Pan Am at War is at its best when it sticks to its title’s promise to explain PAA’s covert war-efforts. The overall book is engaging and carefully researched, yet, the book’s first two hundred pages cover history recounted elsewhere -- PAA’s founding and early years. A mere one hundred pages is devoted to the fascinating events that the authors’ research unearthed about PAA and World War II. A single focus on events chronicled in Part 3, “Wartime Missions,” would have taken readers deep into the myriad events introduced and, more important, the lives of the persons who made PAA’s war contribution vital to the overall war effort. Much of this story remains untold.
Pan Am Ad detail from 1941 (PAHF Collection)
The Spirit Behind the Spirit of St. Louis Harold M. Bixby
Benjamin C. Barrett’s The Spirit Behind the Spirit of St. Louis Harold M. Bixby, recounts Harold M. Bixby’s (1890-1965) contribution to commercial aviation, starting with financing Charles Lindbergh’s 1927 transatlantic solo flight and continuing as a PAA executive (1933-1955).
Bixby joined PAA in 1933 as a Special Representative for East Asia operations based in Shanghai, China to stabilize PAA’s new subsidiary, China National Air Company, and to secure permissions, rights, and routes needed to open transpacific commercial and mail service. Recalled to the US in 1938, he was named Vice President and oversaw PAA’s Pacific and Alaska Divisions, and in 1939 shifted to directing PAA’s Atlantic Division. In 1941 Bixby opened two new subsidiaries (Pan American Ferries, Inc., and Pan American-Africa, Ltd.), both of which masked contracts to build/expand military airlift capacity needed to support impending global war efforts and the airport facilities required to support such large-scale, long-haul aviation (see Pan Am at War). Bixby retired as a PAA Director, having served as Administrative Vice-President.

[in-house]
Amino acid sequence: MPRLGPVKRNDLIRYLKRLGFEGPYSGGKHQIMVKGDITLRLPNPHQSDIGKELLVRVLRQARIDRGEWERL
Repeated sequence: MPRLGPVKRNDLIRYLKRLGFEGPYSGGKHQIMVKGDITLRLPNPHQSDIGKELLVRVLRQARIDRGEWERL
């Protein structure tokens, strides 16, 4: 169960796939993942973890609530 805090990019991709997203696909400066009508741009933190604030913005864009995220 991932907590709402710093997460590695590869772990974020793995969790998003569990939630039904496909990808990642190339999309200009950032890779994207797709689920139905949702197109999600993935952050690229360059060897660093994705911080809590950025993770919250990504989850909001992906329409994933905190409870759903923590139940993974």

Interior photos from The Spirit Behind the Spirit of St. Louis Harold M. Bixby
Barrett chronicles Bixby’s life through an impressive collection of family sourced photographs, letters, telegrams, and other artifacts. Organized by decades, each section provides chronological summaries of key activities and events, most of which are explained by the photos and documents that follow. The 1930s section provides a trove of rare, primary information about obstacles overcome to make transpacific service an operational reality, to operate in China in the face of Japanese mainland incursions, and to evacuate PAA personnel and equipment. The 1940s section is less detailed and less rich, with more attention paid to Bixby-Lindbergh family correspondence, and less to Harold’s PAA work assignments, which, given his involvement in classified war projects may explain the less-comprehensive paper trail.
What differentiates The Spirit Behind the Spirit of St. Louis Harold M. Bixby from other memorabilia-based aviation histories is the care with which the materials are arranged and contextualized: every photo is captioned, every letter is reproduced in easy-to-read size (no thumbnail size reproductions here) and, many of “Slim” Lindbergh’s letters to Bixby spanning their 40-year friendship are transcribed to ensure reading accuracy. Barrett has worked for years on this project to ensure each timeline is accurate and that persons involved are identified. The addition of a biographical index provides useful context for recreational readers and researchers, as does the thorough index of the book’s text and images. For PAA and Lindbergh fans, The Spirit Behind the Spirit of St. Louis Harold M. Bixby, can be enjoyed through multiple straight-through readings and random five-minute dips; for aviation historians and libraries, however, the book warrants consideration as a unique reference tool: the number of otherwise hard-to-locate primary materials it contains, and the high-quality of its production (thick, semi-gloss paper, tight binding, crisp image reproduction, etc.) justify its purchase.